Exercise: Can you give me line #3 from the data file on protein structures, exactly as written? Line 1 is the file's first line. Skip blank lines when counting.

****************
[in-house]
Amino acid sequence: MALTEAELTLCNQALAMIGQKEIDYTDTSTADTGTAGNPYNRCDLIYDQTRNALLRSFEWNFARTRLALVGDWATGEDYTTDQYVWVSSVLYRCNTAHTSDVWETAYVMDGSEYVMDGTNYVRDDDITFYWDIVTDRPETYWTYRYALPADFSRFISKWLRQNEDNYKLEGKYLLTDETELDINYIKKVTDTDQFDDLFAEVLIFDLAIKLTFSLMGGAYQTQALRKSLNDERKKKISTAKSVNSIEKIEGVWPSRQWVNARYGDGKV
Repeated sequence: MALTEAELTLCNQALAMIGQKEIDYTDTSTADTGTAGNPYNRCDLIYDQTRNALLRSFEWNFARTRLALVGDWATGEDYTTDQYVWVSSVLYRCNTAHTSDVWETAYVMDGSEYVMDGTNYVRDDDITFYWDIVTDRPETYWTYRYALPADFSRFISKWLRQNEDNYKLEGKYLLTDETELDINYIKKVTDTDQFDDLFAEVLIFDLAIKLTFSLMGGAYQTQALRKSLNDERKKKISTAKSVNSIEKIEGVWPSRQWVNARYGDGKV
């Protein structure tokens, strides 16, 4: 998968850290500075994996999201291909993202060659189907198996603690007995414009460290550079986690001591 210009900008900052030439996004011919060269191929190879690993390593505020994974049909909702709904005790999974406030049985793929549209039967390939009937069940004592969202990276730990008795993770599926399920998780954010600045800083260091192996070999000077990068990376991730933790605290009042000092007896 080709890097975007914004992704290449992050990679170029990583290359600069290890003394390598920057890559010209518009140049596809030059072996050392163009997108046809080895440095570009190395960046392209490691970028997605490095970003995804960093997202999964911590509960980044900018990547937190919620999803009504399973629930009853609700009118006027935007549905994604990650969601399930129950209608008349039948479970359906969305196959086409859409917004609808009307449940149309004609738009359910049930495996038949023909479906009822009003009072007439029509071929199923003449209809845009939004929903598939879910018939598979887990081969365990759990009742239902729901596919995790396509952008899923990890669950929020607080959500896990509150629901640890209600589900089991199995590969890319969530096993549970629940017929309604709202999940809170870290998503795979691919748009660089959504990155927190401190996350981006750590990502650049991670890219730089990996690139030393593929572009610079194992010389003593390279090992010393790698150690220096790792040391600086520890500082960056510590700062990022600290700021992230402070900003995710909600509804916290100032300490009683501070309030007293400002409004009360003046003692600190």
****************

Repeated sequence: MALTEAELTLCNQALAMIGQKEIDYTDTSTADTGTAGNPYNRCDLIYDQTRNALLRSFEWNFARTRLALVGDWATGEDYTTDQYVWVSSVLYRCNTAHTSDVWETAYVMDGSEYVMDGTNYVRDDDITFYWDIVTDRPETYWTYRYALPADFSRFISKWLRQNEDNYKLEGKYLLTDETELDINYIKKVTDTDQFDDLFAEVLIFDLAIKLTFSLMGGAYQTQALRKSLNDERKKKISTAKSVNSIEKIEGVWPSRQWVNARYGDGKV